#3 - Undead/Betsy Taylor series by MaryJanice Davidson
I have never managed to get through one of these books without laughing. Betsy is a self-absorbed, shoe-obsessed air head who somehow landed  herself the job of vampire queen. Needless to say, hilarity ensues. Among my favourite adventures to date are Betsy's trip through time with her Satan spawned sister and unraveling the mystery of her zombified friend while coping with a total lack of help from her visiting future self. Wild times, man, wild times.

#2 - Charley Davidson series by  Darlynda Jones
Another hilarious narrative but in a totally different manner. There's something about Charley's tone and thoughts that reminds me of my own making for a narration I find beyond easy to relate to. Toss in ghosts, demons and one hell of a hunky son of Satan and the only bad thing about this series is the unbelieveably torturous wait between book releases.

#1 - Kate Daniels series by Ilona Andrews
This series has everything - a sarcastic, crazy heroine whose powerful and kickass but has a heart, a domineering, control-freak alpha whose not afraid to let his devotion show, an extend cast of developed and distinct secondary characters, compelling and intricate mysteries that draw on mythologies and history from around the world and an overreaching story plot that progresses and deepens with each book. Add in the fast paced and engaging writing and, really, there's no question why these books jump the line.

Sunday, October 7, 2012

REVIEW: Sable Grace's Chosen

Book: Chosen

Author: Sable Grace

Series: Dark Breed

Publishing stats: August 28th 2012 by Avon

Genre: Urban Fantasy

Cover Blurb:  She was a Dark Breed -- half Vampyre, half Lychen.
Now she is CHOSEN…

Kyana is the new Goddess of the Hunt, chosen for her determination to survive as much as for her passion to protect those she loves. Now, just when she's finally ready to shed her past and let the one man who really matters into her heart, an evil has resurrected, and only Kyana stands in its way.

But Ryker, as the new Zeus, will not let her fight alone. It has taken him too long to convince Kyana they belong together for him to lose her. And if it means descending into the depths of Hades to make the ultimate sacrifice, then so be it.

The fate of the world is at stake, and for Kyana and Ryker, no fight has ever been more personal.

First line: She watched Haven tilt her head back and let out an unladylike shout of laughter, and everything in Kyana Aslan's body warmed with contentment.

What I liked: One of the things I love most about this series is the character development. In the first book, we're met with a Kyana who is essentially a lonely, angry warrior bitch with but a few friends to whom she is completely loyal. As the story  unfolds, however, and glimpses of Kyana's past are shown you come to gain a better understanding of Kyana. Simultaneously, as Kyana's present twists and turns in ways she never could have imagined, she comes to thaw and let more of herself be shared with those around her. In particular, the romance between her and Ryker acts as sort of a stablizing agent for the both of them. Serious and noble Ryker finds himself cutting loose, tough and prickly Kyana finds herself softening. This book had all of this development coming to full bloom and, finally, let readers see the final result.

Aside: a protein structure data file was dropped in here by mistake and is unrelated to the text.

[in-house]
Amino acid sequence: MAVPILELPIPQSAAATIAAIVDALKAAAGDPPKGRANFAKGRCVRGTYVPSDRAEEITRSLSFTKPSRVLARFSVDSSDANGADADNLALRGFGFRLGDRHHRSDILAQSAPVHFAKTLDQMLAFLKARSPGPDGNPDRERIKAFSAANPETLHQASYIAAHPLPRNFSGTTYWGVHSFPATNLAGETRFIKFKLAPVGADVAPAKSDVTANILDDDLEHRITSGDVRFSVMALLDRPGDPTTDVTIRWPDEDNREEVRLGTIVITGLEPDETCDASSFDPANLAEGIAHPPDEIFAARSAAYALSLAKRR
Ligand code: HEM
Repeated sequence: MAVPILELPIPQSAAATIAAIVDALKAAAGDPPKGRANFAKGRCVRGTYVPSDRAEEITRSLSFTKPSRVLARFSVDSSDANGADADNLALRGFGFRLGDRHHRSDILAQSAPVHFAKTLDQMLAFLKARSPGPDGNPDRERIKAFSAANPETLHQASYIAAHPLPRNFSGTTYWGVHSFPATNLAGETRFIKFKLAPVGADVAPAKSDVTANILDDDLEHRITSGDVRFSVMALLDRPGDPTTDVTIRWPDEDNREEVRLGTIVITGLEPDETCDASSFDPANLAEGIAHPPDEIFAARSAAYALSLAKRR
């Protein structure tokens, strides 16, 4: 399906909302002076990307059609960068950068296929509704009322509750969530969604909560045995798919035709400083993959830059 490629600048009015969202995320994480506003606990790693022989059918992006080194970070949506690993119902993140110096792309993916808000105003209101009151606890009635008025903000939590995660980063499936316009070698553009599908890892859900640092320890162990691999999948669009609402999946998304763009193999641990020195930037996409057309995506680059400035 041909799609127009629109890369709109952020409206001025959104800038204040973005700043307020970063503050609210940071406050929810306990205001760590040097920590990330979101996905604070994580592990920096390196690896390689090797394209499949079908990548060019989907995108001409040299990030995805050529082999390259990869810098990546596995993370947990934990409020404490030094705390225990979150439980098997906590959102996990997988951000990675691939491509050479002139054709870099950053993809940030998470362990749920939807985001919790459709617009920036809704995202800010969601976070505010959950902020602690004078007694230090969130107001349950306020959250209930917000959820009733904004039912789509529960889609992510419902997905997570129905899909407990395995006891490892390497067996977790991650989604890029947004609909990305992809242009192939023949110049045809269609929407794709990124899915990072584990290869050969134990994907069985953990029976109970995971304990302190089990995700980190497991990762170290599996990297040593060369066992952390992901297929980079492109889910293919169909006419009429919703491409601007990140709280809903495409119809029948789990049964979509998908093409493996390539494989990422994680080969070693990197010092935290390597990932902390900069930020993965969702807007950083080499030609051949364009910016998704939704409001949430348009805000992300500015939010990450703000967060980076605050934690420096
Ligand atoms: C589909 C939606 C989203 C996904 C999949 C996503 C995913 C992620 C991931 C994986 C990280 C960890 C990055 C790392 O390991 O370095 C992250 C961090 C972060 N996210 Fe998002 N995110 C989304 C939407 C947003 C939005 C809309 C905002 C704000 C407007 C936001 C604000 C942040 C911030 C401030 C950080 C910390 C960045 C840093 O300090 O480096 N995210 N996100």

What I didn’t like: The story happened, the bad guy was defeated, new roles were established and was over. We didn't get to see Ryker and Kyana settled in their romance. We didn't get to see the reprecussions of a beloved character's death. This was supposedly the last book of the series but several loose ends were left dangling. I hope that this was intended to Kyana's story and not that of the series itself - it would be nice if there could be more books, perhaps taking on Haven as a main character, that would develop on the ending Chosen provided.

Overall: This book was not as good as its two predescessors and, in my opinion, did not live up to the tension the back cover blurb promised. That being said, that more than one character dies by book's end did come as a surprise, especially considering the identities of those characters. Overall, however, the book's redemption comes from the fruition of the character development and being able to witness just who Kyana and Ryker - among others - have grown into over the course of the three books. What is more, this book really highlighted the relationships that tie this cast of characters together and demonstrated how these relationships have served to shape and strengthen the characters.

Would I read this author again:
Yes, if she (technically, they, I know) continued on with this series in some fashion - I did mention wanting the ending developed and fleshed out, didn't I?

My rating: ♥♥/5

To purchase the book for yourself, you can find it at,,, or The Book Depository. Enjoy!

Saturday, October 6, 2012

Top 5 Sundays #23 - Favorite Male TV Characters!

There are a lot of men out there in TV Land of all different types and appearances and personalities. It's a virtual man zoo out there and, like any kid at zoo, I've got my favourite must-see specimens. Here, for this week's installment of Calliope's Domain Top 5, are my top male TV characters.

Charlie Eppes (Numb3rs, CBS)